As our nation continues to incorporate solar into our utility mix, utilities are beginning to see this as a threat to their business models and the traditional American energy paradigm. While some utility companies see the potential benefits abound from incorporating more solar into their energy resource mix, many are beginning to fight back.
Much of the debate surrounding the solar industry and its quickly growing popularity is focused on the issue of net-metering. When solar customers hook up to the grid, they are able to provide utility companies with electricity that otherwise wouldn’t be used to power their home – or at least this happens in states with net-metering programs.
Utility companies see this as a major threat. As more people continue to build distributed rooftop solar systems on their homes, people will begin paying less and less on their utility bills. The utility companies make a lot of money by incorporating grid infrastructure costs into customers utility bills, and if customers are building solar PV systems on their homes and paying little utility bills, the utility companies will have to put those costs elsewhere. Their argument is that these costs will be placed upon the non-solar owning customers who will in turn pay higher utility bills.
The Arizona Public Service Company (APS) is the utility company taking the most heat from solar enthusiasts in their attempt to stifle solar in the State of Arizona. Currently, Arizona has net-metering policies in place by which solar customers can supply the grid with excess electricity and ultimately pay less on their utility bill. In light of net-metering, APS has essentially waged a war against solar.
APS is attempting to remove the current benefits of solar such net-metering and installation subsidies. Of their many proposed options to the State of Arizona, one would put a tax on rooftop solar customers that would essentially remove any incentive to go solar.
Basically it comes down to the fact that APS has missed the bus on benefiting from solar by incorporating it into their business model and they are attempting to bring the whole system down with them.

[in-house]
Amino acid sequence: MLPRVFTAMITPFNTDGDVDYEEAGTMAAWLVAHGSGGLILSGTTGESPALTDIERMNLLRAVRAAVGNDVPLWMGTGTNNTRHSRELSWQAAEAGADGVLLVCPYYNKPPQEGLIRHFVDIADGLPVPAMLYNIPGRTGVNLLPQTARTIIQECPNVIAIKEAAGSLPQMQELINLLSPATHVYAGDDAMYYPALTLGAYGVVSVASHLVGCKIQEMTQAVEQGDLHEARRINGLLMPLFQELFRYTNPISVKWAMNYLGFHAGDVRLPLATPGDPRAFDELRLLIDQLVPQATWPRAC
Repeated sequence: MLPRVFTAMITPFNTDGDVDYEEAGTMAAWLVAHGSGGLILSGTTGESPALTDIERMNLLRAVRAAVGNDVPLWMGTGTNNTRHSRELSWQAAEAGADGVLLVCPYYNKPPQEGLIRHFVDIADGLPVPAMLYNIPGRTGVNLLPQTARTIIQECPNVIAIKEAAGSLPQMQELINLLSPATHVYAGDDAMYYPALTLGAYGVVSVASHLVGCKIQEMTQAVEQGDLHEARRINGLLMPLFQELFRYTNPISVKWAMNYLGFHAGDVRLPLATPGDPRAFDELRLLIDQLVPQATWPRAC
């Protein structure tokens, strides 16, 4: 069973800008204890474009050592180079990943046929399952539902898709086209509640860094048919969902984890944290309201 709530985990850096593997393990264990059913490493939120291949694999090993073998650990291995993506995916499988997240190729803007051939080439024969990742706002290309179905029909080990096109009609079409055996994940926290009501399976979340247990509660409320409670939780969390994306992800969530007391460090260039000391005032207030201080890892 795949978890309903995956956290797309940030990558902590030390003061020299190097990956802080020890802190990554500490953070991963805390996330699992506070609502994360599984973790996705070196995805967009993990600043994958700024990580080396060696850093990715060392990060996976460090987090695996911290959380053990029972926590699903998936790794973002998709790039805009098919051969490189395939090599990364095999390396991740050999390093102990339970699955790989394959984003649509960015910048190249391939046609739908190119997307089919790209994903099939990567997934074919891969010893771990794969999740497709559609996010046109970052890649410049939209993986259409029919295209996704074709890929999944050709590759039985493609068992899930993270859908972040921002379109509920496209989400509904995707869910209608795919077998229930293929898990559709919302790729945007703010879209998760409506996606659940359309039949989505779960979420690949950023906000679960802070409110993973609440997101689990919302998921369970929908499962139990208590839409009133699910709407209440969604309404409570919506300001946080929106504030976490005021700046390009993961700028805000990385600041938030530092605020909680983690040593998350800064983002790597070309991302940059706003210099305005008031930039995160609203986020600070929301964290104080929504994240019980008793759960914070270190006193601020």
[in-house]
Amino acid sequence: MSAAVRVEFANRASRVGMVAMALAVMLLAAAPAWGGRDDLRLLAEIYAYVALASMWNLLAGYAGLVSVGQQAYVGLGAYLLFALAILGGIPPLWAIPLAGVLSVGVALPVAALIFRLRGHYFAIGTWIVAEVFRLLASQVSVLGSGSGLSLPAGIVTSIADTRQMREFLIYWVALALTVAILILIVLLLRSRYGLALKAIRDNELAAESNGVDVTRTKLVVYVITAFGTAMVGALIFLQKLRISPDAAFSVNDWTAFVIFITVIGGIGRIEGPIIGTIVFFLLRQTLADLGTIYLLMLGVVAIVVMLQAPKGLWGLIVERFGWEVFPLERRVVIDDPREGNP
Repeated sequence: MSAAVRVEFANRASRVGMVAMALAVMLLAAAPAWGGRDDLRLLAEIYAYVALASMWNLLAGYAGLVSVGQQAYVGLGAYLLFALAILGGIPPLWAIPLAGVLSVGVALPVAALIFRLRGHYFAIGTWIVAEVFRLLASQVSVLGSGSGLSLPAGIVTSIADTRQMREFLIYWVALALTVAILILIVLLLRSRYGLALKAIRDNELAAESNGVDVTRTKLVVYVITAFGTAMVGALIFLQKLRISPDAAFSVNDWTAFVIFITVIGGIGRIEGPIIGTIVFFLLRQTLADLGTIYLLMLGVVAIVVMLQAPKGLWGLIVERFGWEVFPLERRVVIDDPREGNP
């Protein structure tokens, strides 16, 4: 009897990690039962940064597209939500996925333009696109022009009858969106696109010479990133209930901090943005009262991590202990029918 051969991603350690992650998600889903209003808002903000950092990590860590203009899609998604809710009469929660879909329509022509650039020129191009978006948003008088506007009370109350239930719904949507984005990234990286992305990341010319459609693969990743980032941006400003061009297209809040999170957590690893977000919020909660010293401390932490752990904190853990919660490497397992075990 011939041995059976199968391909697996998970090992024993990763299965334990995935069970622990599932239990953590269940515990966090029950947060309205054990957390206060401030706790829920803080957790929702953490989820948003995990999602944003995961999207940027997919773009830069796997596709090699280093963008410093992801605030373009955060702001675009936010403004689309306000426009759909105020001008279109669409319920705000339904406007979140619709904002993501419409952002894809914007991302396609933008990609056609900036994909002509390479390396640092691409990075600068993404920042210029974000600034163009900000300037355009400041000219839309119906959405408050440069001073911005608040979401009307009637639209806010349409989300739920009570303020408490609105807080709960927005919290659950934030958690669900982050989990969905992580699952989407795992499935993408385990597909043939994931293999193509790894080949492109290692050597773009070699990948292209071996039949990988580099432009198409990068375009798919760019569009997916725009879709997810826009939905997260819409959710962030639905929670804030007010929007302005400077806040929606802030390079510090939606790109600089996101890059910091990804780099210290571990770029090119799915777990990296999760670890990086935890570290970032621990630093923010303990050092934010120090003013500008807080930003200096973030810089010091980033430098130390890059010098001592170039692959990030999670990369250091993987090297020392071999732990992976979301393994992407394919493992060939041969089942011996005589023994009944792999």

Solar is a powerful asset for utilities and APS has failed to see this. Solar energy is an intermittent resource and because of this, cannot be used as a base load resource for electricity generation. There is a certain point where solar can only encompass X% of the utility mix (depending on the region) because the sun doesn’t shine all the time and solar also depends on day to day weather. Due to the nature of the sun, a grid entirely reliant on solar is an unsustainable grid to electricity customer. However, again because the nature of the sun, solar acts as the perfect resource for assisting with on and off peak power generation, allowing the utility companies to worry and spend less money on providing on-peak load demands.
Unfortunately, this scenario will not happen as APS attempts to harm solar.
A lot of the backlash on the solar rooftop revolution came from utilities after the Edison Electric Institute issued a report and statement calling distributed energy resources a “disruptive challenge” to investor-owned utility companies. In response, many companies targeted the subsidies, credits and incentives of solar, the way APS has. Their mission is to provide “proper customer price signals” to all utility customers.
Supporters and opponents have clearly dug in on both sides of the debate. The Vote Solar Initiative, said net energy metering will provide economic, public health and environmental benefits valued at more than $92 million a year to California utility customers. While utilities claim that net metering could cost as much as $1.3 billion a year to non-solar customers.
Per the Database of State Incentives for Renewables & Efficiency (DSIRE), 43 states plus Washington D.C. have net metering policies in place, with California and Arizona as the two largest solar markets in the country; and it is these two states that find themselves at the center of the heated battle. In a world with no clear path to 100% clean energy, these debates will undoubtedly shape the future of solar in America.
What do you think? Is there evidence to show that utilities are helping solar, or are they hindering the clean energy revolution?
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John is an MS candidate studying Climate Science and Solutions at Northern Arizona University. During his time at NAU, John has worked on climate change communication and greenhouse gas inventory projects for the University and Flagstaff community. Prior to his graduate education, he received his undergraduate degree in Environmental Geology from Murray State University.